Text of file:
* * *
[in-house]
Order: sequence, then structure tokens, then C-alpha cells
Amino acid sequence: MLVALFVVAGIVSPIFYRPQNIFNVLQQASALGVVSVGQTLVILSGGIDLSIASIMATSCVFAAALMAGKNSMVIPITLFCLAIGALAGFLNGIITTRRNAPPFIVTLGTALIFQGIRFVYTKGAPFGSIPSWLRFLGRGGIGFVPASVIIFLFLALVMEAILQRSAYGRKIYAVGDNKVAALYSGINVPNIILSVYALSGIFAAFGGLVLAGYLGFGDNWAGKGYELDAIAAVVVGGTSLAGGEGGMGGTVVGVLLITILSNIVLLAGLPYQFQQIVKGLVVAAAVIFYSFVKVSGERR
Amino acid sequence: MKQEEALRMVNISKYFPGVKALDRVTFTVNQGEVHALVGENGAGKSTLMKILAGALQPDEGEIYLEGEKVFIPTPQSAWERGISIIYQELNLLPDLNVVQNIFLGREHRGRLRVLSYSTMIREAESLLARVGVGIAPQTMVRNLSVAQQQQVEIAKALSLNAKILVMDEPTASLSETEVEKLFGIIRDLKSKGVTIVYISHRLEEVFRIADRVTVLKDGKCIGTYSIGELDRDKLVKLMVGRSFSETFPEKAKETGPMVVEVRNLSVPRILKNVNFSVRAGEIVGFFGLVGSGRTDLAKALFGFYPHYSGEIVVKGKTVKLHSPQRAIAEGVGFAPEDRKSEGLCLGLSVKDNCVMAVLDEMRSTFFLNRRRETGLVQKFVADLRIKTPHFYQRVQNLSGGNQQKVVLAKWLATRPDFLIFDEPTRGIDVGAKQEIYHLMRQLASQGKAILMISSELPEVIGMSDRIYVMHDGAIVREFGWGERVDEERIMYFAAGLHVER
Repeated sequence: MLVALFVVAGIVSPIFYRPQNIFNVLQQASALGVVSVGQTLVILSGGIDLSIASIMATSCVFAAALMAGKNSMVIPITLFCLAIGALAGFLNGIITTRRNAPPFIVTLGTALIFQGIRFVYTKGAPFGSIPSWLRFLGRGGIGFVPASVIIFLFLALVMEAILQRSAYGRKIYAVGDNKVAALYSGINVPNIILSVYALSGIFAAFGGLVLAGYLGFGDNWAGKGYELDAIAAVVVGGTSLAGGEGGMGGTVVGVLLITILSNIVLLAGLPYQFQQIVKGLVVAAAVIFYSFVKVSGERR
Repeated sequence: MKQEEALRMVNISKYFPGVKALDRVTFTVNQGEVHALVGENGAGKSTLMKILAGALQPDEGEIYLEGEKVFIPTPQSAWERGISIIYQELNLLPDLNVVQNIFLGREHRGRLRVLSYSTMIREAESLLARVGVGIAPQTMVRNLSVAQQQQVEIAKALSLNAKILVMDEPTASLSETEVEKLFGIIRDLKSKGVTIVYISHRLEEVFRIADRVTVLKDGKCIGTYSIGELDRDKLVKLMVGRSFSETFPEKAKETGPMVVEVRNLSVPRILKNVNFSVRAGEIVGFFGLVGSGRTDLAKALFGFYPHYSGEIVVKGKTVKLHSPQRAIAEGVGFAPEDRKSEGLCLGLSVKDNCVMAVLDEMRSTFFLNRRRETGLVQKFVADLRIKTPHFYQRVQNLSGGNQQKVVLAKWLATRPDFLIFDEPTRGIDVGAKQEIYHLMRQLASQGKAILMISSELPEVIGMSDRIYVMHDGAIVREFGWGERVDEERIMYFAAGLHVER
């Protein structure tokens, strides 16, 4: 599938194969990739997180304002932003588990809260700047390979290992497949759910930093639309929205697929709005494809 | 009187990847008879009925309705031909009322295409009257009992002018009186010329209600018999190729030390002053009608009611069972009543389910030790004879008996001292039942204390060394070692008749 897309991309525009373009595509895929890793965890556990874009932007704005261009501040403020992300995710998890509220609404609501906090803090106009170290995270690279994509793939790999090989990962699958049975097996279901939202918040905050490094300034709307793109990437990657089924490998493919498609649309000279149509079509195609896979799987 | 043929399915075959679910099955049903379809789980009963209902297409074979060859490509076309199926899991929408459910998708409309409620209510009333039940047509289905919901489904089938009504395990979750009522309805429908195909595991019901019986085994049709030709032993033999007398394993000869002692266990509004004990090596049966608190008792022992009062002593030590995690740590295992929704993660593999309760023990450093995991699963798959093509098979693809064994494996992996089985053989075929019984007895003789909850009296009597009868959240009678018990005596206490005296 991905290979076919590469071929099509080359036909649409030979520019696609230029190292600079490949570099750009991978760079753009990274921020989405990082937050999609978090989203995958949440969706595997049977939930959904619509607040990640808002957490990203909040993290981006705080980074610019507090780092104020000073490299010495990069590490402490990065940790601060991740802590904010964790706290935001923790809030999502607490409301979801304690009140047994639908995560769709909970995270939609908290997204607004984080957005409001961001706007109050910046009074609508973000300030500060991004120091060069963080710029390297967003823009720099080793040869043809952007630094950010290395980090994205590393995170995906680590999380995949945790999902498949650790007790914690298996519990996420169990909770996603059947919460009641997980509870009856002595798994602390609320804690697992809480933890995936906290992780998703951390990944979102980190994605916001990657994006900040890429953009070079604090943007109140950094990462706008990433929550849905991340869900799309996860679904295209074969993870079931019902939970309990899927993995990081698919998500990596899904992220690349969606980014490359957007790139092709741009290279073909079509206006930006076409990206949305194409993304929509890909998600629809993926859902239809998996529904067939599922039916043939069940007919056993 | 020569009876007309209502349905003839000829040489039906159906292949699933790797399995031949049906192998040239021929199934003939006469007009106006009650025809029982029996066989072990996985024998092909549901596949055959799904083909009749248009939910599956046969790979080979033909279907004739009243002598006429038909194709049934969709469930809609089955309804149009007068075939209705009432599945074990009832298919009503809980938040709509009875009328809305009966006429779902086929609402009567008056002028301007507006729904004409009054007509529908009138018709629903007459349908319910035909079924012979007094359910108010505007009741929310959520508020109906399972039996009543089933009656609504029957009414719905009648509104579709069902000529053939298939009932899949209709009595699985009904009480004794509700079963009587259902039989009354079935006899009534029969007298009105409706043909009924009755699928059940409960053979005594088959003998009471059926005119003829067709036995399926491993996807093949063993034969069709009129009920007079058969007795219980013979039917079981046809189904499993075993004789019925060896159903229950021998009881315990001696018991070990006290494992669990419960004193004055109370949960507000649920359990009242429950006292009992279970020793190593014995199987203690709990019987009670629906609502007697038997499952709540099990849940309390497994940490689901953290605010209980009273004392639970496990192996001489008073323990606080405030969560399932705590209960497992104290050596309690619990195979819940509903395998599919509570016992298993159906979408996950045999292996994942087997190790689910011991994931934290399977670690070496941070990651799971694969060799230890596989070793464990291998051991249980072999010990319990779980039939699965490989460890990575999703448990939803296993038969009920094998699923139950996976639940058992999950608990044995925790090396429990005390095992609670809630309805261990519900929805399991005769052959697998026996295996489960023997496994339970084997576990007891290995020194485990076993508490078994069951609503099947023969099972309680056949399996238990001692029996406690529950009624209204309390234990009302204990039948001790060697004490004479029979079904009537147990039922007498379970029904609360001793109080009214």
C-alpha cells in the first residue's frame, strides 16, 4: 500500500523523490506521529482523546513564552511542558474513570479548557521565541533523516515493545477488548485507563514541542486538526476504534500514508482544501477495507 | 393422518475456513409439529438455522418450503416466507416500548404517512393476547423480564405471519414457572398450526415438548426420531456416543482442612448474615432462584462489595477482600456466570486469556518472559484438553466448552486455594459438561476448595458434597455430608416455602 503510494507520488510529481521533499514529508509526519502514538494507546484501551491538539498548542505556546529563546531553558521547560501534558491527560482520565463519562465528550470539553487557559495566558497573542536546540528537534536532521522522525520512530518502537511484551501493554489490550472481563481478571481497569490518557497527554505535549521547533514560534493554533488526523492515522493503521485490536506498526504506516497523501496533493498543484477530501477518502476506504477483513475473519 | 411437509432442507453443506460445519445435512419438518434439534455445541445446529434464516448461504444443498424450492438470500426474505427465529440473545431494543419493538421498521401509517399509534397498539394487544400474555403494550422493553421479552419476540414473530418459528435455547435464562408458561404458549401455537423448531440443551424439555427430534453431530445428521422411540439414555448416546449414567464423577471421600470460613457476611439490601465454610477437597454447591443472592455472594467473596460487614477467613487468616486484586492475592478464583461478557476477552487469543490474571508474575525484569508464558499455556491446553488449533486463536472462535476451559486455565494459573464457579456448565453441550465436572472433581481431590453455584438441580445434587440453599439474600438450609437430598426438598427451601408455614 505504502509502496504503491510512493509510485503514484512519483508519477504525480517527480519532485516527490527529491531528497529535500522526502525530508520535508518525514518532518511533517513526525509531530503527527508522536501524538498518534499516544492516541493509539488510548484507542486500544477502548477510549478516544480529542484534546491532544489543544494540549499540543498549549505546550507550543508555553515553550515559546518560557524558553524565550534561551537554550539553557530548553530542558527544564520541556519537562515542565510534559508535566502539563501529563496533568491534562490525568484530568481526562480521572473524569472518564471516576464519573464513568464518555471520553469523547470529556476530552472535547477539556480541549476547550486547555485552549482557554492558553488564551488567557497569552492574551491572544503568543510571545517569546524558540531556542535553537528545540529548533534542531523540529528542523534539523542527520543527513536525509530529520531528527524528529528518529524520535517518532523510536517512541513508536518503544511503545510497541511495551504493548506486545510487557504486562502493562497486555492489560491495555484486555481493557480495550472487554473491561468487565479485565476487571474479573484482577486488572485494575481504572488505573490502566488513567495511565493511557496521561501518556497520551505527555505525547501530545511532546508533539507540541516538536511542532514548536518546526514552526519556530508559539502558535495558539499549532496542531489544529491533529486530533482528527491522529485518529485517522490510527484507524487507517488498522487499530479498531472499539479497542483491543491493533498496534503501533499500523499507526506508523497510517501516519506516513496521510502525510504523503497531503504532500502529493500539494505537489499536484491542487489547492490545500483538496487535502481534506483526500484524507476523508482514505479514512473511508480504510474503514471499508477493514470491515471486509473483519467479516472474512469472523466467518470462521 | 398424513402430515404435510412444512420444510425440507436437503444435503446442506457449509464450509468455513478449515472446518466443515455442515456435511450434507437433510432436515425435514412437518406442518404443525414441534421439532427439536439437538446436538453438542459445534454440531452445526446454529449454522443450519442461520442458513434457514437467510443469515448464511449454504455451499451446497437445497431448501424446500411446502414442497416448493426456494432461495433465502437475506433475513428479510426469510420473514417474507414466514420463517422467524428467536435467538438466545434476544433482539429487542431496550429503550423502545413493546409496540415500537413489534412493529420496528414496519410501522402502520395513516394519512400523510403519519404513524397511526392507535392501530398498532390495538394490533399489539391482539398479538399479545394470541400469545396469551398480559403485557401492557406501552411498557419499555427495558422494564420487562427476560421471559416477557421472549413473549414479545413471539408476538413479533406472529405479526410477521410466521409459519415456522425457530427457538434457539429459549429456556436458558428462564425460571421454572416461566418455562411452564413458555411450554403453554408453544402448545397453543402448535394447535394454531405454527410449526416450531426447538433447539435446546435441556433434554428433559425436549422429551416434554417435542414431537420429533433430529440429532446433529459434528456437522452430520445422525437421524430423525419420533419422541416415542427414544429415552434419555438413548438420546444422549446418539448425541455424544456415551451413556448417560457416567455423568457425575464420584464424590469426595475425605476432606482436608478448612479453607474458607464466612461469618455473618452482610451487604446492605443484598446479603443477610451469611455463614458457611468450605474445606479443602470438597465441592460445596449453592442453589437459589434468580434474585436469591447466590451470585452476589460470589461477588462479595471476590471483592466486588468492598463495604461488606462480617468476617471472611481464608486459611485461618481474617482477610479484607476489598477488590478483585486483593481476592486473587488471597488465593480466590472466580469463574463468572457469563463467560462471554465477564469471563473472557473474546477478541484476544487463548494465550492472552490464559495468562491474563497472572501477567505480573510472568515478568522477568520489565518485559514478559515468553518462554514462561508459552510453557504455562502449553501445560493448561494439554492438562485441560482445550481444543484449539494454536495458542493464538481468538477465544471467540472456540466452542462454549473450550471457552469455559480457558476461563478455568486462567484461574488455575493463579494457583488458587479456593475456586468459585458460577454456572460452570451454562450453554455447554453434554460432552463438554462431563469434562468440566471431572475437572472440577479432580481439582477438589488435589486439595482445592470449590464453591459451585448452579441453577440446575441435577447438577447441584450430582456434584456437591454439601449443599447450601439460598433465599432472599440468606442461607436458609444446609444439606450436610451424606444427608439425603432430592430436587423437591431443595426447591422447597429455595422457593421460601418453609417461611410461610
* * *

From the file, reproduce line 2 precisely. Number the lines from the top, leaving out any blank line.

Order: sequence, then structure tokens, then C-alpha cells